PFAS, short for per- and polyfluoroalkyl substances, are a group of widespread man-made chemicals that don’t break down in the environment or the human body.
Keep up with PFAS-related developments in the Great Lakes area.
In this edition: More than $1 million has been spent on PFAS work in Kalamazoo County, PFAS study in Ohio River being designed, PFAS bills in Wisconsin face industry opposition, Michigan residents skeptical of Wolverine Worldwide consent decree, DuPont is being sued again in Ohio and the National Wildlife Federation held a PFAS talk in Ann Arbor.
Five of the 76 contamination sites in Michigan are inside the county. Those sites include: Richland, Parchment, Plainwell, Kalamazoo Township and Portage. That $1 million figure only encompasses costs for Richland, Parchment and Plainwell.
Ohio River Regulators Planning Riverwide PFAS Study – WKU Public Radio
Scientists are designing a new study to test for PFAS, so-called “forever chemicals”, along the entire length of the Ohio River. The scientists work with a multi-state commission charged with overseeing water quality on the Ohio River known as the Ohio River Valley Water Sanitation Commission (ORSANCO).
ORSANCO plans to conduct two rounds of testing across 20 locations to measure the ambient levels when the river is both high and low, from the headwaters to its confluence with the Mississippi River.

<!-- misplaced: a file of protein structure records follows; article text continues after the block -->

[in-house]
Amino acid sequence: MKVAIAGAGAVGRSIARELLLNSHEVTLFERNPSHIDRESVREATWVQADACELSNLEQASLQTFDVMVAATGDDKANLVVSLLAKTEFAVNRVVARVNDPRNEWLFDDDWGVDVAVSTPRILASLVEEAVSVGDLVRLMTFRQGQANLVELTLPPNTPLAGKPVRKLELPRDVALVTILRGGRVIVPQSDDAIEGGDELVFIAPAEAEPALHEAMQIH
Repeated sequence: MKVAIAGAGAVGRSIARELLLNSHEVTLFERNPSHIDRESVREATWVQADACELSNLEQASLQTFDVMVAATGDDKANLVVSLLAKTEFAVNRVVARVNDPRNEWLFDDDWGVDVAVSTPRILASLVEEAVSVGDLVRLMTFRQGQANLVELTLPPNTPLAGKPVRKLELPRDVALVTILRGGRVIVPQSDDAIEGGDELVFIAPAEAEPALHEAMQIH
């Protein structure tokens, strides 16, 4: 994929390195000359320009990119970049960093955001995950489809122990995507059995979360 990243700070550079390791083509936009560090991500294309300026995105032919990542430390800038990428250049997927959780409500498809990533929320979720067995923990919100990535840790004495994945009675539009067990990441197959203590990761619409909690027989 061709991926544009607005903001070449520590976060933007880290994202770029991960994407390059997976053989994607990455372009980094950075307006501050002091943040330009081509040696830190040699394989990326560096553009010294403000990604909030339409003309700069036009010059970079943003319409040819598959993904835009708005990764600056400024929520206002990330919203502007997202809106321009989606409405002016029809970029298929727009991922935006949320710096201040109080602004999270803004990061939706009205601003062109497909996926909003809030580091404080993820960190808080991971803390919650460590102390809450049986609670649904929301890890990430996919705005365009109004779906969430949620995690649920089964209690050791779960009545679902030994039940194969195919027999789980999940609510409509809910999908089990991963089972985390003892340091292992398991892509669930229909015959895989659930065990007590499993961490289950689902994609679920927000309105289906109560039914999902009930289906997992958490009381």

PFAS bills face opposition from industry groups, short timeline before session adjournment – Wisconsin State Journal
Sen. Dave Hansen, D-Green Bay, and Rep. John Nygren, R-Marinette, who co-authored the bills, said the legislation was a bipartisan effort, but expressed concern that some industry groups, including the American Chemistry Council and Wisconsin Paper Council, have opposed the proposals. In addition, the legislation could be challenged by two new GOP-written bills that aim to create PFAS management zones.
The past two years have been laced with anxiety for Rockford and Belmont-area residents, many of whom question the future of their health, property values and local environment.
New PFAS toxic chemical injury cases against DuPont being tried in Columbus federal court – The Columbus Dispatch
Thousands of people were awarded millions of dollars from DuPont de Nemours, Inc. in a settlement after their drinking water was contaminated. However, now about 60 people who have since developed testicular and kidney cancers are suing the company in hopes of getting compensation. Those trials are all playing out in a federal courtroom in Columbus.
The Huron River Watershed Council hosted Oday Salim, co-author of a recent report outlining how state and federal officials “can and should set clean-water protections, support water-infrastructure investment and back cutting-edge research to prevent and remediate insidious PFAS pollution.”
The talk was held Feb. 5.
Featured Image: The Ohio river running between Ohio and West Virginia, Photo by Stihler Craig, U.S. Fish and Wildlife Service via wikimedia.org